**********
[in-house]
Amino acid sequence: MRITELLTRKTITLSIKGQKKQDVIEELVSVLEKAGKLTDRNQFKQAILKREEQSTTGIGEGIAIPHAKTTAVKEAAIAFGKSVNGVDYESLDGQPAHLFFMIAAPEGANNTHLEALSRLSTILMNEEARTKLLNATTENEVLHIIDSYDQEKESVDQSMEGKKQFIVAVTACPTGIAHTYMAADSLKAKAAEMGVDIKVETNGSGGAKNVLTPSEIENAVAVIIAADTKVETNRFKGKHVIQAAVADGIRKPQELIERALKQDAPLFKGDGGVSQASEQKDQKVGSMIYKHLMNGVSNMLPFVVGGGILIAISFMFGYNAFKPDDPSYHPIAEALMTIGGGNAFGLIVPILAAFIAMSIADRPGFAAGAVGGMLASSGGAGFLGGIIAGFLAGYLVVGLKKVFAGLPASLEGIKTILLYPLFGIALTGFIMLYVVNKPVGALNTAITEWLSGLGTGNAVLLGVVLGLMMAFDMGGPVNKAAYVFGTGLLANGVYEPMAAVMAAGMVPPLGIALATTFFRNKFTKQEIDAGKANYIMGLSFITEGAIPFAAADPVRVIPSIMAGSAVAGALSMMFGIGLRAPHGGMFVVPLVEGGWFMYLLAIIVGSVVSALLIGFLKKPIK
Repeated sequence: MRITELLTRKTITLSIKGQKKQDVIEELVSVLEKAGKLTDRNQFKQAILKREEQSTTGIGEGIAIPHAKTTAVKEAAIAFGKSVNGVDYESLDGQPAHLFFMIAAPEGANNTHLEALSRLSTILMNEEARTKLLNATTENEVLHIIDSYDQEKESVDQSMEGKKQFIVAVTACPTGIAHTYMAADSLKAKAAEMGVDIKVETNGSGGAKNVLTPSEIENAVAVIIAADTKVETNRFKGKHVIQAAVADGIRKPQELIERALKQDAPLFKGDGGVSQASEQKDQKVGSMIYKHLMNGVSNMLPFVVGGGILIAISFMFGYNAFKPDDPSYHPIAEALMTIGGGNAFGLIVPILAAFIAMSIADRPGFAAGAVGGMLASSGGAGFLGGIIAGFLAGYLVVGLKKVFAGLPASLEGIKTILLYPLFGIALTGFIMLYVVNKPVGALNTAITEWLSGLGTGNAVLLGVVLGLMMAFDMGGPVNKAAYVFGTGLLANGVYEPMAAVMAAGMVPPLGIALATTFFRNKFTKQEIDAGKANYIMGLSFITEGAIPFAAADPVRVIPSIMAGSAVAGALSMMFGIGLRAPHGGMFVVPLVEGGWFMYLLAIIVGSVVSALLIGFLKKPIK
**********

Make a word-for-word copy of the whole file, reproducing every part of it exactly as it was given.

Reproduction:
[in-house]
Amino acid sequence: MRITELLTRKTITLSIKGQKKQDVIEELVSVLEKAGKLTDRNQFKQAILKREEQSTTGIGEGIAIPHAKTTAVKEAAIAFGKSVNGVDYESLDGQPAHLFFMIAAPEGANNTHLEALSRLSTILMNEEARTKLLNATTENEVLHIIDSYDQEKESVDQSMEGKKQFIVAVTACPTGIAHTYMAADSLKAKAAEMGVDIKVETNGSGGAKNVLTPSEIENAVAVIIAADTKVETNRFKGKHVIQAAVADGIRKPQELIERALKQDAPLFKGDGGVSQASEQKDQKVGSMIYKHLMNGVSNMLPFVVGGGILIAISFMFGYNAFKPDDPSYHPIAEALMTIGGGNAFGLIVPILAAFIAMSIADRPGFAAGAVGGMLASSGGAGFLGGIIAGFLAGYLVVGLKKVFAGLPASLEGIKTILLYPLFGIALTGFIMLYVVNKPVGALNTAITEWLSGLGTGNAVLLGVVLGLMMAFDMGGPVNKAAYVFGTGLLANGVYEPMAAVMAAGMVPPLGIALATTFFRNKFTKQEIDAGKANYIMGLSFITEGAIPFAAADPVRVIPSIMAGSAVAGALSMMFGIGLRAPHGGMFVVPLVEGGWFMYLLAIIVGSVVSALLIGFLKKPIK
Repeated sequence: MRITELLTRKTITLSIKGQKKQDVIEELVSVLEKAGKLTDRNQFKQAILKREEQSTTGIGEGIAIPHAKTTAVKEAAIAFGKSVNGVDYESLDGQPAHLFFMIAAPEGANNTHLEALSRLSTILMNEEARTKLLNATTENEVLHIIDSYDQEKESVDQSMEGKKQFIVAVTACPTGIAHTYMAADSLKAKAAEMGVDIKVETNGSGGAKNVLTPSEIENAVAVIIAADTKVETNRFKGKHVIQAAVADGIRKPQELIERALKQDAPLFKGDGGVSQASEQKDQKVGSMIYKHLMNGVSNMLPFVVGGGILIAISFMFGYNAFKPDDPSYHPIAEALMTIGGGNAFGLIVPILAAFIAMSIADRPGFAAGAVGGMLASSGGAGFLGGIIAGFLAGYLVVGLKKVFAGLPASLEGIKTILLYPLFGIALTGFIMLYVVNKPVGALNTAITEWLSGLGTGNAVLLGVVLGLMMAFDMGGPVNKAAYVFGTGLLANGVYEPMAAVMAAGMVPPLGIALATTFFRNKFTKQEIDAGKANYIMGLSFITEGAIPFAAADPVRVIPSIMAGSAVAGALSMMFGIGLRAPHGGMFVVPLVEGGWFMYLLAIIVGSVVSALLIGFLKKPIK